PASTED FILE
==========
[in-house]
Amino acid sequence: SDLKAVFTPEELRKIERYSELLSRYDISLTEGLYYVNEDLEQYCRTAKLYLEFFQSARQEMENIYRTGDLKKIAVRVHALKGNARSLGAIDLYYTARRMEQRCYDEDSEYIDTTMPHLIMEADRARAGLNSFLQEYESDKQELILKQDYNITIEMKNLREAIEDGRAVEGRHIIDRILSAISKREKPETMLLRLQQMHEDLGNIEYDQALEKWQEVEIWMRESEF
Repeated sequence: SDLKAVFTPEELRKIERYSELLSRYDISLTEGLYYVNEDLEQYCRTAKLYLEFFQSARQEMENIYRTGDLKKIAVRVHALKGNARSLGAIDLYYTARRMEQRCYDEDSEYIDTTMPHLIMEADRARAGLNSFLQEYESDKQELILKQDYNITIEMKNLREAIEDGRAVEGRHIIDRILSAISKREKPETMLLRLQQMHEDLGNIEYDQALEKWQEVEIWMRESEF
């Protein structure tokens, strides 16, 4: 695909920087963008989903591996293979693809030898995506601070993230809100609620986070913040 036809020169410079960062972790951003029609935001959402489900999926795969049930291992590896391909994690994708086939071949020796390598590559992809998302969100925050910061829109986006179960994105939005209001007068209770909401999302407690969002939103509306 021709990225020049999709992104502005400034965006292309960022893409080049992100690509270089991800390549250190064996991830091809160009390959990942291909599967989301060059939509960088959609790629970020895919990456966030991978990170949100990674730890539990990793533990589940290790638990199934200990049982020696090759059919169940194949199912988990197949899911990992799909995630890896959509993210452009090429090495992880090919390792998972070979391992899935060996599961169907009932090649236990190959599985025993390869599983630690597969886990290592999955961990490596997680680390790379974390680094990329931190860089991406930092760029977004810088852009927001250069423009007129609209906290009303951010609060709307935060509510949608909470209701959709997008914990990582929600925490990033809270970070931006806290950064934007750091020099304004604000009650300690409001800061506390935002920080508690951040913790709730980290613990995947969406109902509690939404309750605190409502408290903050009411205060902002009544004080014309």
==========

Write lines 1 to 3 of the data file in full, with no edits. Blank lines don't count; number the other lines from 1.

[in-house]
Amino acid sequence: SDLKAVFTPEELRKIERYSELLSRYDISLTEGLYYVNEDLEQYCRTAKLYLEFFQSARQEMENIYRTGDLKKIAVRVHALKGNARSLGAIDLYYTARRMEQRCYDEDSEYIDTTMPHLIMEADRARAGLNSFLQEYESDKQELILKQDYNITIEMKNLREAIEDGRAVEGRHIIDRILSAISKREKPETMLLRLQQMHEDLGNIEYDQALEKWQEVEIWMRESEF
Repeated sequence: SDLKAVFTPEELRKIERYSELLSRYDISLTEGLYYVNEDLEQYCRTAKLYLEFFQSARQEMENIYRTGDLKKIAVRVHALKGNARSLGAIDLYYTARRMEQRCYDEDSEYIDTTMPHLIMEADRARAGLNSFLQEYESDKQELILKQDYNITIEMKNLREAIEDGRAVEGRHIIDRILSAISKREKPETMLLRLQQMHEDLGNIEYDQALEKWQEVEIWMRESEF